Hallucinogens are known for their ability to induce “out-of-body” states of mind. These types of drugs have become quite popular within the party circuit. According to the University of Maryland, ketamine, one of a handful of dissociative-type hallucinogens, alters a person’s perception of time and space while inciting hallucinatory experiences.
In general, hallucinogen drugs don’t carry a high risk of dependency or addiction unless used on a regular basis. Likewise, ketamine tolerance only becomes an issue when a person engages in frequent drug use.
When ketamine tolerance does become an issue, users enter into a cycle of drug abuse that ultimately leads to addiction. In the process, the types of “highs” experienced along the way can be disturbing, some of which may resurface at any given time. Ultimately, the risks that come with ketamine tolerance endanger a person’s physical and psychological well being, as well as his or her overall safety.
Ketamine most resembles PCP, another dissociative-type hallucinogen, in its effects. Users experience altered states of consciousness that leave them completely unaware of their surroundings. According to the National Institute on Drug Abuse, ketamine alters the way the brain’s cognitive and emotion-based processes operate, which , in turn, distorts a person’s sensory perceptions.
When ingested, ketamine triggers the release of serotonin and glutamate neurotransmitter chemicals, both of which help in regulating the brain’s cognitive functions. Ketamine tolerance develops in response to the drug’s damaging effects on the brain cells that secrete these chemicals. Over time, cell structures start to break down making them less sensitive to ketamine’s effects.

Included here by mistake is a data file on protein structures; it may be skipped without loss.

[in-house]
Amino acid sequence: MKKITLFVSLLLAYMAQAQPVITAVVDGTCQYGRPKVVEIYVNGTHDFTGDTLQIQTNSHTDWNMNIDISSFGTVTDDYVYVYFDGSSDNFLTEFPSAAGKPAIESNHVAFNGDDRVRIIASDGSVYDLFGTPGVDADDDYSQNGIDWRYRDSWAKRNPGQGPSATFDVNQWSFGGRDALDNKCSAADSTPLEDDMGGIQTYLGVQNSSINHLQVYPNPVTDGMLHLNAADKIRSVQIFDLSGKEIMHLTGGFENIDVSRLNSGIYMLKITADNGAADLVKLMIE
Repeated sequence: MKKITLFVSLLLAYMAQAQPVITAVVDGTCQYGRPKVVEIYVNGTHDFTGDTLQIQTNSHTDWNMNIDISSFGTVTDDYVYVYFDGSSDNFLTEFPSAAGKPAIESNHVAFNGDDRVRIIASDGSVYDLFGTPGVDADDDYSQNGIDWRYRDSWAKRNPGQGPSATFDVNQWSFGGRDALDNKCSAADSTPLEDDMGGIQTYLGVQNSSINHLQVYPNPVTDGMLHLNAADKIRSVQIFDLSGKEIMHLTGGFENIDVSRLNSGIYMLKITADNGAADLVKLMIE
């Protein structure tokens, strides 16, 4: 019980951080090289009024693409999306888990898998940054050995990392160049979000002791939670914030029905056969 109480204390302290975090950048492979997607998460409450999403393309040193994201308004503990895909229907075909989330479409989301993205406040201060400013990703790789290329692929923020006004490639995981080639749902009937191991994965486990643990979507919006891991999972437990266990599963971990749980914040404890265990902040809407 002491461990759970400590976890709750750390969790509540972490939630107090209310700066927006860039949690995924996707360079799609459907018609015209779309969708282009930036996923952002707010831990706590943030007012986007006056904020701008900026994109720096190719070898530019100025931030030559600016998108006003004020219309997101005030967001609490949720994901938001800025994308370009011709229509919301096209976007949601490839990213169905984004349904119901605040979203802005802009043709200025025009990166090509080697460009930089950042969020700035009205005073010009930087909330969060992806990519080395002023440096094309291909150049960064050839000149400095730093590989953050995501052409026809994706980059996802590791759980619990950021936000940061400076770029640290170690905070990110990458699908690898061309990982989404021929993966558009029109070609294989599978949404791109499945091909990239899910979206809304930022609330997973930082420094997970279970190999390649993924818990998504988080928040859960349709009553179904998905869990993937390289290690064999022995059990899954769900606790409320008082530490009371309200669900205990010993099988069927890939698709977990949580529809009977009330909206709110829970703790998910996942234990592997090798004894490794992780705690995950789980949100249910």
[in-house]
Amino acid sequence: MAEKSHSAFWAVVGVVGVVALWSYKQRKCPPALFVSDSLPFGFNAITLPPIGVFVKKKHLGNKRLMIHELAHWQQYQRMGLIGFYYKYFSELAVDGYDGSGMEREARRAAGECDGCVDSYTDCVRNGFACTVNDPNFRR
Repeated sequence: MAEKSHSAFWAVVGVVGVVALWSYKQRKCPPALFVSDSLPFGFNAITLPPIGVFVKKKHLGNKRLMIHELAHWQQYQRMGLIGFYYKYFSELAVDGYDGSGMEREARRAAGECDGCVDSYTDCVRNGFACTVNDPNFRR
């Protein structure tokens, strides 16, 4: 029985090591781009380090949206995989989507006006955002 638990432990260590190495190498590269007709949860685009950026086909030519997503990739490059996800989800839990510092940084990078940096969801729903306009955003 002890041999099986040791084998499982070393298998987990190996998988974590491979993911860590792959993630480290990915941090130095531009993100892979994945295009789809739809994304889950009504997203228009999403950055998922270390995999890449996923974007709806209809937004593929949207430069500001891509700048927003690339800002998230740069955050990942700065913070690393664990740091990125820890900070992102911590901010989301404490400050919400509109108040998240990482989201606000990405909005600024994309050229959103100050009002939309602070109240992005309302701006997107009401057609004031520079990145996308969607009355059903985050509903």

As this takes place, a person must keep ingesting larger doses in order to experience the desired “high” effects from the drug. Meanwhile, the brain gradually adjusts to ketamine’s effects by reducing the amount of neurotransmitters normally secreted by brain cells.
As with any form of drug abuse, withdrawal effects become the driving force that sustains ketamine abuse. As ketamine tolerance levels continue to rise, growing chemical imbalances impair the brain’s ability to maintain normal bodily functions.
In the process, the brain develops a physical dependency on the drug’s effects and so requires ketamine in order to maintain any semblance of normal functioning. As physical dependency grows, users start to experience withdrawal effects when needed amounts of the drug are lacking.
Withdrawal effects commonly experienced as ketamine tolerance levels rise to include:
Psychotic-like behavior displays
Elevated Pain Threshold
Ketamine is actually a legal drug that’s commonly used as an anesthetic for humans and animals. The drug’s ability to increase glutamate chemical levels has a slowing effect on the brain’s electrical activity. In high enough doses, ketamine actually shuts down certain areas of the brain altogether.
When used for recreational purposes, this anesthetizing effect poses a considerable danger in terms of diminishing a person’s ability to feel pain sensations. Under these conditions, users can endure incredible degrees of pain without even knowing it, placing them at considerable risk of accident and serious injury.
As ketamine tolerance levels increase, a person is more likely to ingest amounts that induce this overall numbing effect.
In large enough doses, ketamine can bring on a state known as the “K-hole effect,” according to New York University-Steinhardt. Dosage amounts of 60 to 125 million when injecting and 100 to 250 milligrams can immobilize a person as well as block off any physical sensations he or she may be experiencing.
These effects can develop within 10 to 20 minutes, leaving users completely vulnerable. For these reasons, ketamine exists as one of a handful of date-rape drugs. People who develop ketamine tolerance over a period of months can easily ingest these dosage amounts as tolerance levels continue to rise with ongoing drug use.